What is the correct way to say both of these words?

  1. finite
  2. infinite

Is finite pronounced as fai-nai-te with the long i, and infinite as in-fih-nih-te with the short i sound?

By the way, English is not my mother tongue :)

  • 2
    When you want to contrast the two words, such as in a sentence like "X is finite, but Y is infinite", people will often pronounce "finite" like /faɪnaɪt/ (the usual way) and "infinite" like /ɪnfaɪnaɪt/ (rhyming with "finite") with strong emphasis on the first syllable. In any other circumstance, though, "infinite" is indeed pronounced /ɪnfənɪt/, as stated in pyobum's answer.
    – senshin
    Jan 14, 2015 at 5:56

2 Answers 2


In the International Phonetic Alphabet (IPA), finite is /faɪnaɪt/ and infinite is /ɪnfənɪt/.

In case you are unfamiliar with the IPA, "finite" rhymes with "skylight." Both of the vowel sounds are the "long i," as you put it.

You might hear "infinite" pronounced in two slightly different ways. The first way rhymes closely with "run it" (in-fuh-nit) and the second way rhymes more closely with "win it" (in-fin-it). The stress in either pronunciation will fall on the first syllable.

If you are (or are willing to become) familiar with the IPA and its pronunciations, you can find a helpful tool here that transcribes most English words into their IPA form.

  • 1
    Thanks for the edit! I had an uncharacteristic "brain slip" when I put Internet instead of International. I hope that my answer was helpful to you!
    – pyobum
    Jan 14, 2015 at 2:03

There are three words here: finite, infinite, and infinity. Here are the pronunciations (mine; I am a native English (general American dialect) speaker):

  • finite is pronounced [ˈfa͡ɪːˌna͡ɪːt] (that is, [FIE-nite]). It is primarily an adjective that means (non-mathematically) "having limits". It has two syllables.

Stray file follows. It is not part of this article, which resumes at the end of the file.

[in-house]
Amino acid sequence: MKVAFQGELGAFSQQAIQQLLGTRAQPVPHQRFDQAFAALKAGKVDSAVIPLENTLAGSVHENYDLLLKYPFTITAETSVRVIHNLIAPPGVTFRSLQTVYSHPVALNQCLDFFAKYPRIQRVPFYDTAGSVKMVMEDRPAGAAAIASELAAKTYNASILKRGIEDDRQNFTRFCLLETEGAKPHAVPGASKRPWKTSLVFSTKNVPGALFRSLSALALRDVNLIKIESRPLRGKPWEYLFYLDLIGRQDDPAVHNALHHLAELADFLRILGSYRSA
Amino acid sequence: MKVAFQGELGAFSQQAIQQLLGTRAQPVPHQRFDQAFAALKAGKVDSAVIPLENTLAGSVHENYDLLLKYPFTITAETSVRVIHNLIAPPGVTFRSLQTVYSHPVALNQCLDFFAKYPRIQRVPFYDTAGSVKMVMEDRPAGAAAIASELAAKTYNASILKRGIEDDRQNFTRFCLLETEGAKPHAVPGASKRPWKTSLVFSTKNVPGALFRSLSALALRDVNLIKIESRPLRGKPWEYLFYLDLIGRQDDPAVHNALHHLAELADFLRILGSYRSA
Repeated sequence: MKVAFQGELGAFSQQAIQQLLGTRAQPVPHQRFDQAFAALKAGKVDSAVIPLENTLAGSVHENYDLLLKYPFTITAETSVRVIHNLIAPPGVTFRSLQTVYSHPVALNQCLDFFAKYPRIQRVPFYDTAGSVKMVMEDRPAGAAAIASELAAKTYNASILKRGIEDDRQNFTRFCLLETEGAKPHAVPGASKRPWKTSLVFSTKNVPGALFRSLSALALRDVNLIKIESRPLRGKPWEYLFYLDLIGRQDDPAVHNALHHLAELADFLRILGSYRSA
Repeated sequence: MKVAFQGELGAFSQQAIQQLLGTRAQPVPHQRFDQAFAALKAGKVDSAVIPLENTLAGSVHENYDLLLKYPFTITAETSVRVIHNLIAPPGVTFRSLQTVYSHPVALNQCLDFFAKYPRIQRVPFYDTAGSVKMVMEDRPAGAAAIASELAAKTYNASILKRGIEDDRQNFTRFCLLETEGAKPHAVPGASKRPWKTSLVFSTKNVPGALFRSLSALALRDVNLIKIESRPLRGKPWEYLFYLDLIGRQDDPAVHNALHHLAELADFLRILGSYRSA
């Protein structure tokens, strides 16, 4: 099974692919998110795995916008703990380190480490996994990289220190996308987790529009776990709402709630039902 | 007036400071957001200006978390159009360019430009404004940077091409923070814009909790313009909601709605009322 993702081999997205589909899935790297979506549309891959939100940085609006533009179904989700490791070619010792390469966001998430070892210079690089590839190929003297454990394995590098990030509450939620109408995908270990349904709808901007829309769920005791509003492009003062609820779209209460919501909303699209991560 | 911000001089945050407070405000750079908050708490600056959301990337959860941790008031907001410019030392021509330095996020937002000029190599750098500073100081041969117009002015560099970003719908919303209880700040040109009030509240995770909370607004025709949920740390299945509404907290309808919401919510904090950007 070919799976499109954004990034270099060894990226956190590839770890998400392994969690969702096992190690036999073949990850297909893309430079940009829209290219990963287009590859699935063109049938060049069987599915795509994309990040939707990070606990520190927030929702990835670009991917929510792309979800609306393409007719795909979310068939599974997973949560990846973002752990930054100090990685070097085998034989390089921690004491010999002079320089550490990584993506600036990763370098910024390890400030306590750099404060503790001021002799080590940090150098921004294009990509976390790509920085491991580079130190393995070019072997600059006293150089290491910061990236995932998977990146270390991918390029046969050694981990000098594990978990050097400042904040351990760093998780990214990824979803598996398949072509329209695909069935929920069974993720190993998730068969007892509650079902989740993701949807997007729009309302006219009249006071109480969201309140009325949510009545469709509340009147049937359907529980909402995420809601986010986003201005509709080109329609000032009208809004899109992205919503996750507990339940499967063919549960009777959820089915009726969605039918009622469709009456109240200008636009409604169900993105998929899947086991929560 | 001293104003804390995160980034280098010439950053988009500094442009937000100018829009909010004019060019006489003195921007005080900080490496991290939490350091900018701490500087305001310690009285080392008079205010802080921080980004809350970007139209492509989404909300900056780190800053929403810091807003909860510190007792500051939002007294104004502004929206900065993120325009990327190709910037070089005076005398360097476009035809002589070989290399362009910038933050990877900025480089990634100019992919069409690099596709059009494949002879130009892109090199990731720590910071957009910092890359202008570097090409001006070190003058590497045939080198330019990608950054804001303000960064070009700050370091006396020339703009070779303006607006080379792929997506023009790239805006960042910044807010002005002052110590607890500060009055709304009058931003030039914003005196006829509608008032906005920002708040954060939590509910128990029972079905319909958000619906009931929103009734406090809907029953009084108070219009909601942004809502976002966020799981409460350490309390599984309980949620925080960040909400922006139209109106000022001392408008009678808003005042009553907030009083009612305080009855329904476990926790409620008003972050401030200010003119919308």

• infinite is pronounced [ˈɪ̃nˌfə.nɪt] (IN-fuh-niht) or [ˈɪ̃nˌfɪ.nɪt] (IN-fih-niht) (I use both, interchangeably). There is, more rarely, [ˌɪ̃nˈfa͡ɪː.na͡ɪːt] (in-FIE-nite), which I'll mention later. It is also primarily an adjective that means (again, non-mathematically) "without limit". All pronunciations have three syllables.
  • infinity is pronounced [ɪ̃nˈfɪˌnɪ.tiː] (in-FIH-nih-tee). It is a noun and refers to an abstract quality without limits. It has four syllables.

Please note the part-of-speech and syllable count in particular. This is why I mention all three words. I think you were confused.

Note: although technically equivalent, there's nuance in how infinite is used in mathematics.

The contrasting [ˌɪ̃nˈfa͡ɪː.na͡ɪːt] is used to describe something which we want to be clear is not finite (e.g. what we'd call the one-point compactification of the reals or the complex plane).

The more common pronunciations ([ˈɪ̃nˌfə.nɪt] and [ˈɪ̃nˌfɪ.nɪt]) are used more generally, such as to express cardinality (e.g. "there are an infinite number of primes").

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